Golden Headed Lion Tamarin adoption comes with:
The fee for adopting an animal is based on a 3 month contribution to provide food, heating and enclosure maintenance, animal husbandry costs and veterinary fees for your favourite animals. You will also be assisting ongoing conservation projects at Exmoor Zoo.
You will receive
- An adopters certificate
- A complimentary zoo admission ticket for two people to visit the zoo (value £29.90 as of 2019)
- A name plaque in our tunnel of fame for one year
- A photograph of your favourite animal
- Periodic zoo news updates
Any individual Zoo Animal can be adopted, but this is limited to 4 adoptions per year (one adoption per person for each 3 months of the year - maximum of 4 per year).
If this is a gift please note this in delivery instructions and use the delivery address to send the adoption package to.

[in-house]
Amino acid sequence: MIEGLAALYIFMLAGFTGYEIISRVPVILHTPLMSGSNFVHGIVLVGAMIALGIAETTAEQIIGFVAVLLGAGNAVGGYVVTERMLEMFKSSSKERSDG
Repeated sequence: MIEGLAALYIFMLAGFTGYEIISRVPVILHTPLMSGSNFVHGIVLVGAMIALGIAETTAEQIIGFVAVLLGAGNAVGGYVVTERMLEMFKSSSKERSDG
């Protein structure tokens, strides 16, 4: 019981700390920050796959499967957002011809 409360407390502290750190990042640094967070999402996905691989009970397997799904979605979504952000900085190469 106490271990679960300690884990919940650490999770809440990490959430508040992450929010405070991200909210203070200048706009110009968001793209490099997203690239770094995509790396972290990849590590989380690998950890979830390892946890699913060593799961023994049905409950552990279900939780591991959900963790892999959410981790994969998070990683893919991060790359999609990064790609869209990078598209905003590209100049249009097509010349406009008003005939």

The golden-headed lion tamarin (Leontopithecus chrysomelas), also the golden-headed tamarin, is a lion tamarin endemic to Brazil. It is found only in the lowland and premontane tropical forest fragments in the state of Bahia, and therefore is considered to be an endangered species. It lives at heights of 3–10 metres (9.8–32.8 ft). Its preferred habitat is within mature forest, but with habitat destruction this is not always the case. Several sources seem to have different information on the number of individuals within a group, and the type of social system that may be apparent. The golden-headed lion tamarin lives within group sizes ranging from 2 to 11 individuals, with the average size ranging from 4 to 7. According to various sources, the group may consist of two adult males, one adult female, and any immature individuals, one male and one female and any immature individuals, or there may be one producing pair and a varying number of other group members, usually offspring from previous generations. There is not much known on its mating system, but according to different sources, and information on the possible social groups, it can be assumed that some may practice monogamous mating systems, and some may practice polyandrous mating systems. Both males and females invest energy in caring for the young, and all members of the group also help with juvenile care.